A small group of people gathered together on the steps of St. Paul’s Cathedral merging in with the crowds of tourists and sightseers. As I spoke to them on camera a bride passed by shadowed by her bridesmaids, the smartly dressed wedding crowd soon filled one half of the step behind. From a distance you would not have distinguished them from the general Saturday throng. They looked in many ways unremarkable, a reunion of sorts, of mostly middle-aged gentle-looking folk. But for them this wasn’t any Saturday – they were here to remember the day 5 years ago when they were part of the 3000 strong meeting of activists that started Occupy London (Occupy LSX). Some of them turned up that Saturday 15 October 2011 and didn’t leave until the camp was evicted in February 2012.
Listening to their testimony it really hits home what a momentous day it was in the social history of London. A mass challenge to the power of the City of London by the citizenry who occupied one of it most important and symbolic sites. I attended on the second day and shot a short video – I had never seen anything like it, here was politics being done in a whole new way. There were no established groups, no leaders, listening to the discussions there was seemingly no ideology simply, as Tina puts, it that people had reached the point of ‘Enough’.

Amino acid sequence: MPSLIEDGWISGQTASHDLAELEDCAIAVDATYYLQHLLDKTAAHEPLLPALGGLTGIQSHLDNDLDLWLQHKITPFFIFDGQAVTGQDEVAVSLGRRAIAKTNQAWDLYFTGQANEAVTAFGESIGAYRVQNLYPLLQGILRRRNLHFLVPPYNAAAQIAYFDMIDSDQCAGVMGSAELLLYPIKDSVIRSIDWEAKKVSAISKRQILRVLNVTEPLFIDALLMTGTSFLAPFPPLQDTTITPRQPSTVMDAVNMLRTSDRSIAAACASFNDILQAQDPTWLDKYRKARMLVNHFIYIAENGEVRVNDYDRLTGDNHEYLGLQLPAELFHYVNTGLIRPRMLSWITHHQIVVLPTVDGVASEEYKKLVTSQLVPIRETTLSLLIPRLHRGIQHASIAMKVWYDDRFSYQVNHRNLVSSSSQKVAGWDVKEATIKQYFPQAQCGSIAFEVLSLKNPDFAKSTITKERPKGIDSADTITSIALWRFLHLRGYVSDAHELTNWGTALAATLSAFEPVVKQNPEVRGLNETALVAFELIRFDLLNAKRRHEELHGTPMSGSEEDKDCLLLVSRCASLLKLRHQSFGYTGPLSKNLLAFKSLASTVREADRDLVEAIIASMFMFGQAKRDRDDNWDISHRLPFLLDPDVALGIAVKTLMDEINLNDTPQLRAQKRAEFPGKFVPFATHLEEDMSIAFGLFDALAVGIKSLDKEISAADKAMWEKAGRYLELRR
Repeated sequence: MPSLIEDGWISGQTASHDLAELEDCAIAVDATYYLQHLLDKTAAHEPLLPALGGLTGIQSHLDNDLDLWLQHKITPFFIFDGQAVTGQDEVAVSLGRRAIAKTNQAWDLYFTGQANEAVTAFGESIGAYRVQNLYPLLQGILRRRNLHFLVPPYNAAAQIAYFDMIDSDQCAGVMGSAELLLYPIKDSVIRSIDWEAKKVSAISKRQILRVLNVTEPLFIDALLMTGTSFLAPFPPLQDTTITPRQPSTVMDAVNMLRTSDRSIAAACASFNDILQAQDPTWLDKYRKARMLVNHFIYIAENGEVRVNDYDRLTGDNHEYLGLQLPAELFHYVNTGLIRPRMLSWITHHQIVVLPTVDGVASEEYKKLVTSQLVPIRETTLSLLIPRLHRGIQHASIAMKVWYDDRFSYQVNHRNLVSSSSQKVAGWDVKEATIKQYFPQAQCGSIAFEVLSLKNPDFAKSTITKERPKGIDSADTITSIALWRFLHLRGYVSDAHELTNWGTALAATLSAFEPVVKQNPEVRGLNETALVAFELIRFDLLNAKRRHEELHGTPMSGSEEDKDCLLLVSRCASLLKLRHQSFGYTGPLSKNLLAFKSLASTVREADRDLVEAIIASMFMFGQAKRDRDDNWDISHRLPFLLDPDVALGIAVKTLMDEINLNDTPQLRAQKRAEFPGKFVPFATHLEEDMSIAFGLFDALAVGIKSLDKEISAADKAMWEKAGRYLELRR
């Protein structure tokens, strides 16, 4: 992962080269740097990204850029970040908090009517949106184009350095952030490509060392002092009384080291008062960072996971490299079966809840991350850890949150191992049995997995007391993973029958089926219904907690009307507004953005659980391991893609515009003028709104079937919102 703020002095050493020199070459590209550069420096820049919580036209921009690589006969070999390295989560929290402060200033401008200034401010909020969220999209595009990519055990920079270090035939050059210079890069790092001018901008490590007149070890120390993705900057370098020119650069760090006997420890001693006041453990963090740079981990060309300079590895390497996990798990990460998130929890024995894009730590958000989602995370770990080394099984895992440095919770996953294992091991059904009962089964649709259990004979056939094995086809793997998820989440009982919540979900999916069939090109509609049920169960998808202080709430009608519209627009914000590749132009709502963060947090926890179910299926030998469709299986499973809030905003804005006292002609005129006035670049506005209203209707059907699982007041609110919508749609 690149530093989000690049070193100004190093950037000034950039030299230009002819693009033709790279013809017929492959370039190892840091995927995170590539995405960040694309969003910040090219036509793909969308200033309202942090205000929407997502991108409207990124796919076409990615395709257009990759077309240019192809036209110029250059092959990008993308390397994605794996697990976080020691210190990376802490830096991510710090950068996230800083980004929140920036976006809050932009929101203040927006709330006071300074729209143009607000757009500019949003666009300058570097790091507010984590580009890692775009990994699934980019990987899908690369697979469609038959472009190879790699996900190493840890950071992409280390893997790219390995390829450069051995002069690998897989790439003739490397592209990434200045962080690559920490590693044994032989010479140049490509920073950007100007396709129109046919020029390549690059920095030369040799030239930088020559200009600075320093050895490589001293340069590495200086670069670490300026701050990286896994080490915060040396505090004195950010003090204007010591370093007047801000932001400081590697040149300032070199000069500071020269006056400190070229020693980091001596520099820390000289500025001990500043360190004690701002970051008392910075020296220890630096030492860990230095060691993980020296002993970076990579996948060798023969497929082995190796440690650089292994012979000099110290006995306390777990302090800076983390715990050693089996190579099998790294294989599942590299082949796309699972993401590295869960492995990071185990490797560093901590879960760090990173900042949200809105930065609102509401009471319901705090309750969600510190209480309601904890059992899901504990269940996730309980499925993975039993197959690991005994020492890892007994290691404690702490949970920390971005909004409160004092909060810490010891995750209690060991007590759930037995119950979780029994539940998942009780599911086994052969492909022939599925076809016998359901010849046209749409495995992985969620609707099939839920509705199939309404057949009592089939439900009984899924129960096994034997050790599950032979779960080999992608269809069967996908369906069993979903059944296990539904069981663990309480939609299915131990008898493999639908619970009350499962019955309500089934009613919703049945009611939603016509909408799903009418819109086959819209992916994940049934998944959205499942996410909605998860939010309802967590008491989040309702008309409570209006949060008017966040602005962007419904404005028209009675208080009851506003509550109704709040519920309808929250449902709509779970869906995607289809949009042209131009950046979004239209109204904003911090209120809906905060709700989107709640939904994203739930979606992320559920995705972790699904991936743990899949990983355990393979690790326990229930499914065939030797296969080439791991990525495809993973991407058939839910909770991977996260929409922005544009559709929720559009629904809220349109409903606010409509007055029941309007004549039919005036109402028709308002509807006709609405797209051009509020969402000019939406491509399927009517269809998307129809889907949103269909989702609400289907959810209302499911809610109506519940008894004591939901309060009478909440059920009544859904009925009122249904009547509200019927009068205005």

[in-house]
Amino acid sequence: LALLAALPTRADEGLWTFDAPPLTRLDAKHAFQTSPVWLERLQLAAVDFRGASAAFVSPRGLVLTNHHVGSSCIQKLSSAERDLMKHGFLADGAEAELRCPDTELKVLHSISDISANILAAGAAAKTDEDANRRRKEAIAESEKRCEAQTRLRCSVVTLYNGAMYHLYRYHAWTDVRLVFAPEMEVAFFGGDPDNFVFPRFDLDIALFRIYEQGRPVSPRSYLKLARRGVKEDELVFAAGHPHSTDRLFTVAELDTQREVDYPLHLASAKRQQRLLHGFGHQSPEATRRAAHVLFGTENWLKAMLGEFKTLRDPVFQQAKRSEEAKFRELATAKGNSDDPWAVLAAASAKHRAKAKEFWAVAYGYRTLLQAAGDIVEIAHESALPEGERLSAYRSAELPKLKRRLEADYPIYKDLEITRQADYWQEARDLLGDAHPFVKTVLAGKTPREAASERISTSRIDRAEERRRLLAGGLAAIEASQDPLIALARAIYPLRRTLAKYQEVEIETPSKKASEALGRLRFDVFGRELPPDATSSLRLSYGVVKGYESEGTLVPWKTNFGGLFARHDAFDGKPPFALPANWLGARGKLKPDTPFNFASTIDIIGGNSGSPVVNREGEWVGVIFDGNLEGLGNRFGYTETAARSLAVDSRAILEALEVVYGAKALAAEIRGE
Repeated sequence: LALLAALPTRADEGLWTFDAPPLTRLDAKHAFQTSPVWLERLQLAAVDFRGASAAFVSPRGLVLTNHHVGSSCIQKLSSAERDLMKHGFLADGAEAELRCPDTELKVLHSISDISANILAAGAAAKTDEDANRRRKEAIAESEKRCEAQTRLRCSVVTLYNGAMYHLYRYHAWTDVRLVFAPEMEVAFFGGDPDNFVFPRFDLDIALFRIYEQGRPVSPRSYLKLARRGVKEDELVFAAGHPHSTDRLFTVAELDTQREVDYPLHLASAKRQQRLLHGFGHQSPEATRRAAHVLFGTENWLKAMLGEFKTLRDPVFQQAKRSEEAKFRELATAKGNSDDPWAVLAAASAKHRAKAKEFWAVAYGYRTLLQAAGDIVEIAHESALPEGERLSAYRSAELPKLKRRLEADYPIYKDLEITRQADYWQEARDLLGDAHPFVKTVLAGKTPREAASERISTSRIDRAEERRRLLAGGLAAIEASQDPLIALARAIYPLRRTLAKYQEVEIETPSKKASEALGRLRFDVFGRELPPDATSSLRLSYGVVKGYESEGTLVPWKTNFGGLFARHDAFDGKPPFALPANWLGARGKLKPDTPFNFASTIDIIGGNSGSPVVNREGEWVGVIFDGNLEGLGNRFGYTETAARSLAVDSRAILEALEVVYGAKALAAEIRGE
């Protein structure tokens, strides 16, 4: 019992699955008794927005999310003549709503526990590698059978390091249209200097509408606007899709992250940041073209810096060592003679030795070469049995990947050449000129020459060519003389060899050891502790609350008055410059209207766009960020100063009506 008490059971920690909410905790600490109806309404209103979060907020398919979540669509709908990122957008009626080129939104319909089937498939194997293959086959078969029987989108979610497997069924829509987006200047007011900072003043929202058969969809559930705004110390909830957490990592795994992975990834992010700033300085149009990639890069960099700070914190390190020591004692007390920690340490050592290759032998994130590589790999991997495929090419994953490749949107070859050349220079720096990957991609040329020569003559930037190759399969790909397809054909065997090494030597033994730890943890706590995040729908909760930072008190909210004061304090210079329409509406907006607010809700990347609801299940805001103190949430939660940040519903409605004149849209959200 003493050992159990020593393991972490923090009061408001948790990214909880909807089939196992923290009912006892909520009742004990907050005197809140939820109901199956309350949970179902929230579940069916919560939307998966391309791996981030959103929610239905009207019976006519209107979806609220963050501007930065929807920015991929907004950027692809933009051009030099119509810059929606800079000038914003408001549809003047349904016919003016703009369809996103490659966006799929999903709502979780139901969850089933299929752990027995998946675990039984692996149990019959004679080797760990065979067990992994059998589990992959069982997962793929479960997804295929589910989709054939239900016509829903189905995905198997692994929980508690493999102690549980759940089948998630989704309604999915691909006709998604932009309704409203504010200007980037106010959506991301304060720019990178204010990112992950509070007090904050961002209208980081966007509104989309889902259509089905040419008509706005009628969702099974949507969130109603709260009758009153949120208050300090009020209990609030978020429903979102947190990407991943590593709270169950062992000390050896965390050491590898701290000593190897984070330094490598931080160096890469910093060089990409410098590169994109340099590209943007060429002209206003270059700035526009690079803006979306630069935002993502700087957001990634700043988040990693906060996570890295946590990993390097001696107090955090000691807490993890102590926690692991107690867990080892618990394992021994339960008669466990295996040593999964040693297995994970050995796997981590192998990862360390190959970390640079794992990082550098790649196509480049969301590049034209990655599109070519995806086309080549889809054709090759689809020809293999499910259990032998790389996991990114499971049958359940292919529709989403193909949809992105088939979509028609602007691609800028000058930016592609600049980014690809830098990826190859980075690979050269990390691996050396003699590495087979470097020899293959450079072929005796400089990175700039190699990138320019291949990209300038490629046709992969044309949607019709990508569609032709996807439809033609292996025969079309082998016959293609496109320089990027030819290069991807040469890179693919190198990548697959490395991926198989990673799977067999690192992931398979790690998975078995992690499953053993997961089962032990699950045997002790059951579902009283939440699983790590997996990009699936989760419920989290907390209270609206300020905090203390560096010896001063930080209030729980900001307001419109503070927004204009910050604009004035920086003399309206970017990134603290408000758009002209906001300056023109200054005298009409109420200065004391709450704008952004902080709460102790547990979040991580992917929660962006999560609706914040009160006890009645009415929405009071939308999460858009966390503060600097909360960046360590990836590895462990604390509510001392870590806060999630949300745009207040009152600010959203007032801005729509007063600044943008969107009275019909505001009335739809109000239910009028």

As Jamie says in the interview above, many of the people who came to Occupy had never been involved in politics or activism before, many have been involved ever since. Tina now dedicates herself to activism full-time. Jamie is a regular fixture at actions around London.
After the camp was broken up the London Stock Exchange itself admitted that the Occupiers had been right – the City and the banks had become too powerful and needed proper regulation. The rhetoric thrashed out at those first General Assemblies on October 2011 have become part of everyday vocabulary
“The current system is unsustainable. It is undemocratic and unjust. We need alternatives; this is where we work towards them.”
“We want regulators to be genuinely independent of the industries they regulate.”
“We demand an end to global tax injustice and our democracy representing corporations instead of the people.”
These are sentiments that could come from the mouths of almost any politician today (even if they didn’t believe it they understand this is what people want to hear).
The Occupiers who’d come together on Saturday were enjoying sharing their memories of the camp – the didgeridoo at 4am, the kindness of strangers who brought food and money, the homeless City workers who joined the camp then went to work in the very banks being discussed, sleeping on that cold pavement through snow and rain, Christmas and New Year. Something powerful happened on October 15th 2011 that I think will take some time yet to fully understand, but I think, I hope a corner was turned in the quest for a better, more just world.